When Crime Drops, Eventually the Prison Population Does Too


It’s common—but entirely unsupported by the evidence—to argue that bad economic times lead to higher crime rates and higher prison populations. In the Washington Post this weekend, Mike Konczal airs the contrarian position that maybe our most recent recession led to a drop in the prison population. Keith Humphreys argues that this is entirely unsupported by the evidence too:

The prison population started rising during the mid-1970s oil shock and kept right on rising during the recessions of 1980, 1981-1982, 1990-1991 and 2001. If we want to explain a historic reversal of a multi-decade trend, we cannot logically do it by pointing to a factor that occurred repeatedly — a lousy economy — while that trend was underway (and p.s. the rate of incarceration also rose during the Great Depression).

Look instead for more novel factors to explain why the incarceration rate is finally falling, such as the lowest crime rates we have in generations, lower fear of crime than in generations, the emergence of effective alternatives to incarceration, and/or, if Kevin Drum is right, the dramatic reduction in lead in the environment.

I appreciate the shout out on lead, but I want to register a small semantic complaint: in what way would falling crime rates be a novel explanation for falling incarceration rates? Seems like ham and eggs to me. Based solely on the dramatic drop in crime rates over the past two decades, I’m willing to bet that prison populations will continue to drop for a good long time.

Konczal marshals some fairly unconventional arguments for and against the idea that recessions are related to incarceration rates, but never mentions the massive U.S. decline in crime rates since 1991. But you really can’t do that. There have indeed been changes in the way we think about incarceration over the past few years—on both left and right—but those changes have themselves been driven by lower crime rates that everyone now agrees are permanent. That’s where it all starts.

DOES IT FEEL LIKE POLITICS IS AT A BREAKING POINT?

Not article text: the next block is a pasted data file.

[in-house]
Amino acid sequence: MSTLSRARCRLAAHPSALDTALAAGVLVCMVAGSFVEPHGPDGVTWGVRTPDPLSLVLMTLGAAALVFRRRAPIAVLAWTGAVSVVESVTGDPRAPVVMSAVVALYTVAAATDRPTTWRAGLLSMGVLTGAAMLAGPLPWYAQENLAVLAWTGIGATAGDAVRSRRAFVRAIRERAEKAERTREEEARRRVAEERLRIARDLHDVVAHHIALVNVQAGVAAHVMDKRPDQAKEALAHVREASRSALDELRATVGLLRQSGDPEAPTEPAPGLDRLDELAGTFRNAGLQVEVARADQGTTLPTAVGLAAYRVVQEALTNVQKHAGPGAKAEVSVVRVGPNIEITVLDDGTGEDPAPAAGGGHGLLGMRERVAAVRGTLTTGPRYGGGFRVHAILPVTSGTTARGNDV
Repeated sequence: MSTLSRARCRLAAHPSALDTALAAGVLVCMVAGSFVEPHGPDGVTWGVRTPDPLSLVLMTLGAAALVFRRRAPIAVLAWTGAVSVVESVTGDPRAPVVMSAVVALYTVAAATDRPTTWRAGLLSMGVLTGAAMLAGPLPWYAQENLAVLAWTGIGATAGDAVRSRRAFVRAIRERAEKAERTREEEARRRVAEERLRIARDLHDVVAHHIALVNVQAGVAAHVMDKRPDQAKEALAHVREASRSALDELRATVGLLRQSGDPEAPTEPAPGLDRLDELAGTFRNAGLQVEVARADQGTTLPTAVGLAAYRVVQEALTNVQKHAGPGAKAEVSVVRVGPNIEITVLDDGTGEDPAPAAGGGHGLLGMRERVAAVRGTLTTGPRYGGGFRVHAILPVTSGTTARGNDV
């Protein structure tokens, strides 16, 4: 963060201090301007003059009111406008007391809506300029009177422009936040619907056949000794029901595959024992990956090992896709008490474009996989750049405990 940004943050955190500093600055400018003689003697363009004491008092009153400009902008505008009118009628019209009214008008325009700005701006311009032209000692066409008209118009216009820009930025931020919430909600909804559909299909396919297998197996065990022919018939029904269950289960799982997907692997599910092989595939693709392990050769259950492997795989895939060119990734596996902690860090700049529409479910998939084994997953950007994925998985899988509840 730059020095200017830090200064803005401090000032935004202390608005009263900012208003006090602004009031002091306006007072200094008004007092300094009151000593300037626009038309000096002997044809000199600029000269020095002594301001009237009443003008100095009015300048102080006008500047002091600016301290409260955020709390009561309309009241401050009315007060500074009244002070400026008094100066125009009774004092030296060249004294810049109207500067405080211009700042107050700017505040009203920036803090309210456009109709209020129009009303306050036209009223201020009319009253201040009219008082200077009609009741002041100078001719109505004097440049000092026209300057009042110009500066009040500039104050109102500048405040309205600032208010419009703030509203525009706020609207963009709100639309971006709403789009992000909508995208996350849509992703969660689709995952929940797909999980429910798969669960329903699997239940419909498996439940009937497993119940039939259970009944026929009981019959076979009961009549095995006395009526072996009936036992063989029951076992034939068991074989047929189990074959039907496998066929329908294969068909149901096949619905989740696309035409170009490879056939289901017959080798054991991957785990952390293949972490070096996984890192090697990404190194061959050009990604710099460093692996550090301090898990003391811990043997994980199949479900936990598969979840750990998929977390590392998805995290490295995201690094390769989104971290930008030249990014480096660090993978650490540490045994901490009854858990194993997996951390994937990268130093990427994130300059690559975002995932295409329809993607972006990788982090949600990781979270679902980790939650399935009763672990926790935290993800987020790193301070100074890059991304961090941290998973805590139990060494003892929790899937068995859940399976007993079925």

Headshot of Editor in Chief of Mother Jones, Clara Jeffery

It sure feels that way to me, and here at Mother Jones, we’ve been thinking a lot about what journalism needs to do differently, and how we can have the biggest impact.

We kept coming back to one word: corruption. Democracy and the rule of law being undermined by those with wealth and power for their own gain. So we're launching an ambitious Mother Jones Corruption Project to do deep, time-intensive reporting on systemic corruption, and asking the MoJo community to help crowdfund it.

We aim to hire, build a team, and give them the time and space needed to understand how we got here and how we might get out. We want to dig into the forces and decisions that have allowed massive conflicts of interest, influence peddling, and win-at-all-costs politics to flourish.

It's unlike anything we've done, and we have seed funding to get started, but we're looking to raise $500,000 from readers by July when we'll be making key budgeting decisions—and the more resources we have by then, the deeper we can dig. If our plan sounds good to you, please help kickstart it with a tax-deductible donation today.

Thanks for reading—whether or not you can pitch in today, or ever, I'm glad you're with us.

Signed by Clara Jeffery

Clara Jeffery, Editor-in-Chief

We Recommend

Latest

Sign up for our newsletters

Subscribe and we'll send Mother Jones straight to your inbox.

Get our award-winning magazine

Save big on a full year of investigations, ideas, and insights.

Subscribe

Support our journalism

Help Mother Jones' reporters dig deep with a tax-deductible donation.

Donate

Share your feedback: We’re planning to launch a new version of the comments section. Help us test it.